North Korea’s Chinese Buddies
Beijing Bails Out Kim Jong-il, and Earlier Than Usual
With “a battalion of security guards and female dining companions” aboard his train, North Korea’s leader arrived in China today en-route to Beijing. Kim Jong-il finds himself increasingly under pressure for the sinking of South Korea’s Cheonan in March, isolated by international sanctions, and still reeling from having angered much of North Korea’s elite with last year’s currency fiasco.
So Kim would probably be grateful for just about anything Beijing will give him. And reports suggest China has lots of goodies to offer, in exchange for access to minerals and ports along the Sea of Japan.
China has attracted well-deserved criticism for ignoring the Cheonan ship incident for nearly a month. Now, after finally meekly expressing sympathy for an event that caught China (and the region) by surprise–an event that suggested North Korean brinkmanship could be getting more serious–why is Beijing going out of its way to help Kim?
The interests China has in North Korea are well-known and often discussed (see, for instance, the November International Crisis Group report), so I won’t rehash that discussion here. Suffice it to say that China cares about a stable North Korea more than it cares about nuclear non-proliferation. And China sees great strategic and economic potential in some of its investments in North Korea.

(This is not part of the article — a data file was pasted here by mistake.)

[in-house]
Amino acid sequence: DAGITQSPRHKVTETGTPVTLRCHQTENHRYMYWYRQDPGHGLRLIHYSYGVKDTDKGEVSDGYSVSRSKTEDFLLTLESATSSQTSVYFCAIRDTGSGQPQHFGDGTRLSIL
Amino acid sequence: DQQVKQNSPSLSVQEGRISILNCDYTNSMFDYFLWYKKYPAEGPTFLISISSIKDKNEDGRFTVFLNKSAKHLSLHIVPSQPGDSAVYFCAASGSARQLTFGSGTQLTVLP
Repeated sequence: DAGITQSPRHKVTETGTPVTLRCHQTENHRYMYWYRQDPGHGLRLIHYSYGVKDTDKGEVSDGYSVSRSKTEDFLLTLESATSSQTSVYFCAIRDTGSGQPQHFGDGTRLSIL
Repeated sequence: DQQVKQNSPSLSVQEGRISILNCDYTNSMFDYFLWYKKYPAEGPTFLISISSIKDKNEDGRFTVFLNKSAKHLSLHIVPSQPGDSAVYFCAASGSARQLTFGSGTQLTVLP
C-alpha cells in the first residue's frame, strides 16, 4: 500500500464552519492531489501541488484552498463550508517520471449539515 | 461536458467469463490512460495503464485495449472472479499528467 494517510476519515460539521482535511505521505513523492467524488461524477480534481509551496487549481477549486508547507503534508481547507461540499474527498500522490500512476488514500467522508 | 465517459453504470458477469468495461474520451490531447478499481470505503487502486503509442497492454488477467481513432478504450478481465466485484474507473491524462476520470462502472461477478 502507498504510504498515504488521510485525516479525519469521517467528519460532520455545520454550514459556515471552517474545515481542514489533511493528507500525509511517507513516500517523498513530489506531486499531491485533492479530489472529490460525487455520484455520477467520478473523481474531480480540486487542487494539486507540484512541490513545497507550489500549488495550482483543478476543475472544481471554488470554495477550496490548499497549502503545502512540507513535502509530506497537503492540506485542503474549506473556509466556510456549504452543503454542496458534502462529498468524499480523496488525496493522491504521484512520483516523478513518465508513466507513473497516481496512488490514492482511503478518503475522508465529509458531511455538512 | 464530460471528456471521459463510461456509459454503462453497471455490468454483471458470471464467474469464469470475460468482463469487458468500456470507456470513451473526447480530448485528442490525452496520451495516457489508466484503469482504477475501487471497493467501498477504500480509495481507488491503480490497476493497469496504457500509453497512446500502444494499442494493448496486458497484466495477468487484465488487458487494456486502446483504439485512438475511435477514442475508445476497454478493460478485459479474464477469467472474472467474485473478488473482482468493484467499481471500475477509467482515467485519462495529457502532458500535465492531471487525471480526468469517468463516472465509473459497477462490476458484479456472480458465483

But there is something else in play.
North Korea has a habit of making noise–missile launches, nuclear tests, and now (it appears) torpedoing a South Korean navy boat–in the hopes that the international community will back off its aggressive sanctions and acquiesce to North Korea’s nuclear status.
Kim is then usually surprised to see that the surrounding countries, including China, actually unite in the face of the North’s provocation.
But, every time, after an initially strong response–a Security Council resolution, new sanctions, Seoul joining the Proliferation Security Initiative, Tokyo cutting economic ties–Beijing is always the first to blink. China offers some new investment package that keeps the regime going. It relaxes enforcement of the very UN Security Council-mandated sanctions it had supported weeks or months earlier.
This is not exactly the pattern of brinkmanship that President Obama alluded to when President Lee visited the White House nearly a year ago. Obama was talking about the cycle where the U.S. (and others) kept paying to bring North Korea back to the table, without accomplishing the goal of dismantling the North’s nuclear program.
But this current cycle has been the new cycle for the past few years: North Korea makes noise, everyone reacts strongly, China bails out North Korea.
But even that cycle may be changing.
This time, China hasn’t even waited the customary period before rushing to North Korea’s assistance. It is true we don’t yet know for sure if North Korea is to blame for the sinking of the Cheonan–but China doesn’t seem to care either way.
When the Chinese meet with Kim, they will attach some superficial conditions to their new investments, including probably requiring North Korea to “return” to the Six-Party Talks. But fundamentally, China is sending a message of support to Kim Jong-il. Even earlier than usual.
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